Read a message from the Vice-Chancellor, sent to staff today (16 October 2020).
I am writing to update you on the position now that most home students are back in Cardiff and in-person teaching is underway across our academic Schools. Before saying anything else, I want to thank you for the commitment and dedication you have shown to ensuring that we continue to deliver the best possible teaching and learning experience to our students. I know how much our students appreciate the support they are receiving, and how conscious they are of the efforts we are making to ensure they can experience as much of university life as possible given the extreme conditions we are all living and working under. In everything we do we work in close partnership with Cardiff and Vale University Health Board, Public Health Wales, Cardiff City Council and Welsh Government. Our key policy decisions are taken in consultation with them, and of course at all times we continue to observe Welsh government regulations in relation to coronavirus.
I emphasise this partnership working because it is important to recognise — in the context of what has been happening across the border in England in recent weeks — the distinctiveness of the approach to controlling the pandemic that has been taken in this University, in the city of Cardiff and in Wales more generally.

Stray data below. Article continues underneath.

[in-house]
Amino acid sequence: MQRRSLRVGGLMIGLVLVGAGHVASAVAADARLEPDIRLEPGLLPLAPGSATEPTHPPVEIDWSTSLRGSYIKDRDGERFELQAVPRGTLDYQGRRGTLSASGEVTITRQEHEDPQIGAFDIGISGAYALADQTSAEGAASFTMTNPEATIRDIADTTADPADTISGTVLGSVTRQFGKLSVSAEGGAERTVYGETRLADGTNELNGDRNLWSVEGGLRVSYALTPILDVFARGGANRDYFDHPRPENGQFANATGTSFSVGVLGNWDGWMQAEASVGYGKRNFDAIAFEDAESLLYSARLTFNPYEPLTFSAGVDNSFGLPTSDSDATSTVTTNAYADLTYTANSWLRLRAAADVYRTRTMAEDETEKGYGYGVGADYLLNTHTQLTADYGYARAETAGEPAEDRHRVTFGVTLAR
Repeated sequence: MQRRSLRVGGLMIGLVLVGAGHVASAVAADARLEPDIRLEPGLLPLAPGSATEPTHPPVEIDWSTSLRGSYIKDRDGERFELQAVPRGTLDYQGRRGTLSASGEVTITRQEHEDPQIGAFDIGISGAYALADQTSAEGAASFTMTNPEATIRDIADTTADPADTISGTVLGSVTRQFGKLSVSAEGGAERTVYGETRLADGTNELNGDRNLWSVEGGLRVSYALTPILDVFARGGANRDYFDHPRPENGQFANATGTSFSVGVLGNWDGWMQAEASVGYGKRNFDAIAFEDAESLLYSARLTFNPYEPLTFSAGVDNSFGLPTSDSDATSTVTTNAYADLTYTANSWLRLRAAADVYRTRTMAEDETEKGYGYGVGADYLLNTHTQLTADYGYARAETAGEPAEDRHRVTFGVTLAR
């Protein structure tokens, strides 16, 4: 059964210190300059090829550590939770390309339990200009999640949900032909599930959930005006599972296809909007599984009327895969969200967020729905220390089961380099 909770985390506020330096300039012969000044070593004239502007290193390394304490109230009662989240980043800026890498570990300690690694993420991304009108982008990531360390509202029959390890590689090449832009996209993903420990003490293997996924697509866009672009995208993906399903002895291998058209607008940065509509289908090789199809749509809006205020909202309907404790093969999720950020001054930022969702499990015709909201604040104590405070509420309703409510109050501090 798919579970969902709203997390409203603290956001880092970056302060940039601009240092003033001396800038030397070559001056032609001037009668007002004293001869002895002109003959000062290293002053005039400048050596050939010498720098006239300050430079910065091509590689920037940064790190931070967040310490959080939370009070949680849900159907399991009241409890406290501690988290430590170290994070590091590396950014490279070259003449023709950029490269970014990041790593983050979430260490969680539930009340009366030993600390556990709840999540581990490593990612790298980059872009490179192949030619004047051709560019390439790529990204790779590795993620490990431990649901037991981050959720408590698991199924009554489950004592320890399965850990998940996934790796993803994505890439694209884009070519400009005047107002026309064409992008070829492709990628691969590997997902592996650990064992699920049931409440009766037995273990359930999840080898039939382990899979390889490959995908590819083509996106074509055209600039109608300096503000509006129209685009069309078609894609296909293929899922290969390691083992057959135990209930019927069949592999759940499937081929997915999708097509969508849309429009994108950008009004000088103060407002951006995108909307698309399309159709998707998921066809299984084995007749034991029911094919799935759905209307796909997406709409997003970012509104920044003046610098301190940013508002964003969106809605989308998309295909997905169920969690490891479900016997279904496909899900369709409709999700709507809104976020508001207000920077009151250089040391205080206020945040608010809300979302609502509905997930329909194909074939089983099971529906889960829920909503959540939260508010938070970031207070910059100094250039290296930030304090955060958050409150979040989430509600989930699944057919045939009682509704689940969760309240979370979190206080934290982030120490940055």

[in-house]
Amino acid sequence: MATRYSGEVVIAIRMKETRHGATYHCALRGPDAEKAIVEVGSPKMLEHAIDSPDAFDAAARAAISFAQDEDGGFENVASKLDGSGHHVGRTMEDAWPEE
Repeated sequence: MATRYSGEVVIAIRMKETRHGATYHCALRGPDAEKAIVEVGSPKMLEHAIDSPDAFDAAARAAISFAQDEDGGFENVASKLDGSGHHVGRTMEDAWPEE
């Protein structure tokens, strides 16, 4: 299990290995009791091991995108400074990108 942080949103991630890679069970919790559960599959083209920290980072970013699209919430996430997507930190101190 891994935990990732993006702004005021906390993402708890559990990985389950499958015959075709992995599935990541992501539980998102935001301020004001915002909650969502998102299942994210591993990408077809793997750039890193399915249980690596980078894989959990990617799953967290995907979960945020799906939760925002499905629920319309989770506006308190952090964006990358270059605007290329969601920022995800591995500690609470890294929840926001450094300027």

Firstly, the Cardiff University Coronavirus Taskforce (CVT) has worked extremely hard to ensure that our campus is as secure as possible for teaching purposes. The expert group has carefully considered all factors, including aerosols, droplets and fomites, and has ensured that all possible measures to mitigate infection spread have been taken. I think we can be confident that the risk of infection in our teaching rooms is very low. As long as nobody lets their guard down in respect of social distancing, face coverings where appropriate, and handwashing, particularly when outside the classroom on breaks, especially during social interactions or when walking around buildings with others. This is a message senior staff heard on Tuesday from colleagues working in partnership at Public Health Wales (PHW), Cardiff and the Vale University Health Board, and Test, Trace, Protect (TTP) also emphasised that transmission has been occurring predominantly in households and in social settings with inadequate covid precautions.